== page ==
The world’s biggest bank card company has launched plans to expand beyond its native China and contend against international payment incumbents MasterCard and Visa.
Payment giant UnionPay has become the world’s biggest bank card group in terms of transaction value a mere 15 years after its founding, on the back of the monopoly position it enjoys as a state-owned Chinese company.
A report released by London payments consultant RBR indicated that UnionPay accounted for a whopping 37% of the USD$21.6tn global payments sector.
It success thus far has been almost entirely dependent upon, as well as confined to, the Chinese market.
The Financial Times reports that UnionPay hopes to change its domestic dependence, and expand into overseas markets to compete against established giants such as MasterCard and Visa.
UnionPay has already established a strong foothold in China’s South-east Asian neighbour of Myanmar, where its logo is emblazoned on local bank cards and it’s increasing viewed by domestic onsumers as being on equal terms with Visa.
Local banks in a number of other countries have also started to issue UnionPay cards to non-Chinese clients, including the Democratic Republic of Congo, Indonesia, Malaysia and Kazakhstan.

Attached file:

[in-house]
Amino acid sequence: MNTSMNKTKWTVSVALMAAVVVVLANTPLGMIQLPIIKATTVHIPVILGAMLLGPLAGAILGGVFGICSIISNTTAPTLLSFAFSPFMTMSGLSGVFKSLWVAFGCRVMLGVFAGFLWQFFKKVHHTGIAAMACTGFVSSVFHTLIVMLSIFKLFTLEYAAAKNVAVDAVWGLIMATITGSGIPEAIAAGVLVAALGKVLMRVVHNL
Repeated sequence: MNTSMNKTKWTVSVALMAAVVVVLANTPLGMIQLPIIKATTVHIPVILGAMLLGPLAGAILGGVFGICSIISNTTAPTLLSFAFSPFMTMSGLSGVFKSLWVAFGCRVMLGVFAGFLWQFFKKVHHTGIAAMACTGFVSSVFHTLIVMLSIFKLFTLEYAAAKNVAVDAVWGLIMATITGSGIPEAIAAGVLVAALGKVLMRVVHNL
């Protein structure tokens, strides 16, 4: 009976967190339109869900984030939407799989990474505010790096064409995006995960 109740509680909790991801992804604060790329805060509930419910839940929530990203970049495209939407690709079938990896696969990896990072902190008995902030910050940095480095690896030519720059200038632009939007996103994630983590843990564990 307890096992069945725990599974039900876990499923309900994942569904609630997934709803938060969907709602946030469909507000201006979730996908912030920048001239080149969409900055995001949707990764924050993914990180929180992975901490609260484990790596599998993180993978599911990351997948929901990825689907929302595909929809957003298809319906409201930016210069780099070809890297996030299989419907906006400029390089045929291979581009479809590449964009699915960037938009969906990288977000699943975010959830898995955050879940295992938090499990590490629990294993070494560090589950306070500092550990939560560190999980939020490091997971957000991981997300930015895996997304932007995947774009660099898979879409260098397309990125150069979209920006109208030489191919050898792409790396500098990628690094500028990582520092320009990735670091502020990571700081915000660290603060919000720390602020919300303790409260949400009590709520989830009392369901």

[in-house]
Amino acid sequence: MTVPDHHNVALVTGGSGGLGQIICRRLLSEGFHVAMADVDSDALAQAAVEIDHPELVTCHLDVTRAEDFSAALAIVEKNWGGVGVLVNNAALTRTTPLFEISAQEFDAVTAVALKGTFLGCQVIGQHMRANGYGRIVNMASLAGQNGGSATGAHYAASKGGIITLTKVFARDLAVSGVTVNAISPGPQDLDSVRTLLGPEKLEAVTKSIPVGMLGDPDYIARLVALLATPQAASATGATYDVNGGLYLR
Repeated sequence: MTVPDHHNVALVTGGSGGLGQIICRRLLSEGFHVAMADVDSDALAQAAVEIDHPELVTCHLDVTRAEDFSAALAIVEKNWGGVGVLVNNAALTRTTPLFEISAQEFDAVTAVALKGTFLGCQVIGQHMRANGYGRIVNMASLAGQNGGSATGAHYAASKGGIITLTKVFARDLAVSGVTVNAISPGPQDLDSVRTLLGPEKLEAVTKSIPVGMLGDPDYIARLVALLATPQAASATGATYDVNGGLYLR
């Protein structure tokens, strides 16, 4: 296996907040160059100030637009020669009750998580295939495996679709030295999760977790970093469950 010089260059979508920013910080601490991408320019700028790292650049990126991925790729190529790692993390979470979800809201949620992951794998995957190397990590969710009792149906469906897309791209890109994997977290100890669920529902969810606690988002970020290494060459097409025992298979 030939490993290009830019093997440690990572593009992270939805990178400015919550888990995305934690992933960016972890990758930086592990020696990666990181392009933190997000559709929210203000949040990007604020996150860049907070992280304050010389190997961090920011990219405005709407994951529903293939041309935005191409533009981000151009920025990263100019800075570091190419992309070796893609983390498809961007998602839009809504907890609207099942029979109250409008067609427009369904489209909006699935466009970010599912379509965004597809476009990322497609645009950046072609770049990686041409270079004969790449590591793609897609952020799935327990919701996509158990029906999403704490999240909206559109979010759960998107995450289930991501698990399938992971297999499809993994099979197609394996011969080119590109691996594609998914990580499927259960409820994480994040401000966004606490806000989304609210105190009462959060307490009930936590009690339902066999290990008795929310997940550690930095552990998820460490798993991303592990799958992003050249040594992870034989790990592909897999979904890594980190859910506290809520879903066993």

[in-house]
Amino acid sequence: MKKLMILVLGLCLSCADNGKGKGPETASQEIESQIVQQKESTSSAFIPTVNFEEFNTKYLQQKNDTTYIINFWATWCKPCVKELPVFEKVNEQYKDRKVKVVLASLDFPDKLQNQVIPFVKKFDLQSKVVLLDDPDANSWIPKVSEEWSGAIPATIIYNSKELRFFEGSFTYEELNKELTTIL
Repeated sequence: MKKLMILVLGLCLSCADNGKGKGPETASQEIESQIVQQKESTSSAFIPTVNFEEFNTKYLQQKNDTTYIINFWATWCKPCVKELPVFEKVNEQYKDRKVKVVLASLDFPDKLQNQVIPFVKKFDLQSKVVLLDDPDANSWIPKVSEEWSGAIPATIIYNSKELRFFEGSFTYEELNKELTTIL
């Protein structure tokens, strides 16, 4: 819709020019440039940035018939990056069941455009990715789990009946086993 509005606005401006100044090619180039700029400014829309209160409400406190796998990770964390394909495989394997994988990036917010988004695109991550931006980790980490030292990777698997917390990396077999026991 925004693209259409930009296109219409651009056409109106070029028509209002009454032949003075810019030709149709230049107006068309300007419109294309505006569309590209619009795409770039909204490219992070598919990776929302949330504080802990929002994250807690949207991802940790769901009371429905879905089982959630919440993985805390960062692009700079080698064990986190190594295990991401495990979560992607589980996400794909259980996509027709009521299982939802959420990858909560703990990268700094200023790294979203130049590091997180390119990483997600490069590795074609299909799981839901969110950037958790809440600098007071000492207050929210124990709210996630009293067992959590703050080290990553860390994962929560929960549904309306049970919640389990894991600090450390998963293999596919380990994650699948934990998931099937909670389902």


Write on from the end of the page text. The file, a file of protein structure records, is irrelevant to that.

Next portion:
Neil Katkov, the Tokyo-based senior vice-president of finance consultant Celent, told FT is already disrupting the dominance of MasterCard and Visa, to become the first card that credit consumers in many emerging markets will encounter.
UnionPay’s expansion abroad is considered to be part of a government-backed initiative to raise influence and repute of China’s financial players.
The payments giant still has a long way to go, however, if it wants to vie against the incumbent giants of global payments sector.
While Visa current accounts for 50% of the global market, and MasterCard another 31%, UnionPay has only 0.5% share of the sector outside China.
UnionPay’s overseas expansion could also compromise its domestic position, given that PBOC has long blocked the entry of Visa and MasterCard into China, leading the World Trade Organisation to rule in 2012 that the country had discriminated against overseas payment companies.
Should UnionPay seek to expand further abroad, Chinese regulator will have to expand the access of its overseas rivals to the domestic market where it first rose to prominence.